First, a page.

Inspectors can issues improvement or prohibition notice or take whatever action they consider appropriate under the Act.
Could I be disqualified?
Yes, you can be disqualified by the Occupational Health and Safety Tribunal if:
- You are found to have acted with the intention to harm your employer or their business;
- You have used or disclosed information obtained from your employers business not connected with your function as a health and safety representative, with the intention of causing harm;
- If you have failed to adequately preform your functions under the Act and regulations;
- The misuse of PINs.
What are the employers’ duties to representatives?
Employers’ duties outlined in the OSH Act and regulations include:
- Providing necessary information which is relevant to hazards or potential hazards in the workplace to assist safety and health representatives.
- Allowing a safety and health representative to be present at an interview/meeting with a worker on a matter of OSH, if the worker requests this.
- Consulting with safety and health representatives on any proposed changes which may be reasonably expected to affect the safety or health of workers before implementation.
- Giving safety and health representatives paid time off their normal duties perform safety and health representative’s functions.
- Giving safety and health representatives paid time off to training as per the Occupational Safety and Health Regulations 1996.
- Notifying safety and health representatives immediately after an accident or a dangerous occurrence.
- Providing facilities and assistance to safety and health representatives, which must be agreed upon through consultation between the employer and safety and health representatives
What is a ‘scheme’?
A scheme allows workplaces to decide whether a safety and health representative can represent more than one workplace or a distinct unit within the workforce. In addition a ‘scheme’ may provide for a contractor and the people employed by the contractor to be treated as an employee for the purposes relating to safety and health representatives. Example: if a ‘scheme’ allows a contractor and his or her employees be treated as employees then the contractor and his or her employees can vote in the safety and health representative election or be nominated for a position as a safety and health representative.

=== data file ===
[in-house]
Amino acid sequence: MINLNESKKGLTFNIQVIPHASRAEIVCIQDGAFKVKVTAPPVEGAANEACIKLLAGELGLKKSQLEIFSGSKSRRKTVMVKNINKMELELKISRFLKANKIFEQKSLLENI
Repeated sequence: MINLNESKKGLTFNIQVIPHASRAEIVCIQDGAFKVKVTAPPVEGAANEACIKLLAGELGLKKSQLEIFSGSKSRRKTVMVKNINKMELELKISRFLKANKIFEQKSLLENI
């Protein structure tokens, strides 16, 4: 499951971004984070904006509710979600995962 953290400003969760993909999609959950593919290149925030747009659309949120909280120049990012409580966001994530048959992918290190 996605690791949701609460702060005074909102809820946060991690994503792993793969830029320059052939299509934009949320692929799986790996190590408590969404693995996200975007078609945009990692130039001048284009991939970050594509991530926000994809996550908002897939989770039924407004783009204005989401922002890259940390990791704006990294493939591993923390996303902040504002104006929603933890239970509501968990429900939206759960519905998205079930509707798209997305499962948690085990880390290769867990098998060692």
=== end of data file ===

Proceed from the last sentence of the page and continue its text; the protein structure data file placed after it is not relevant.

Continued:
The employer must invite employees from all identified workplaces, to appoint delegates to consult about the election. The employees may then appoint a delegate to take part in the decision-making process concerning the ‘scheme’. A ‘scheme’ only applies to workplaces where the employer has invited the employees at all identified workplaces to appoint delegates.
The employer and employee delegates need to consider the following matters if they wish to have a ‘scheme’.
- Identify and define the workplaces or group that the safety and health representative s) will represent.
- Decide whether a contractor and the employees of the contractor can be safety and health representatives.
- Identify workplaces where there are employees who will be represented by the safety and health representative(s) elected under the ‘scheme’.
- Decide whether the ‘scheme’ is to apply to future elections of safety and health representatives
- Decide how matters relating to the ’scheme’ can be changed after the scheme is set up
Agreements made under a ‘scheme’ must be in writing.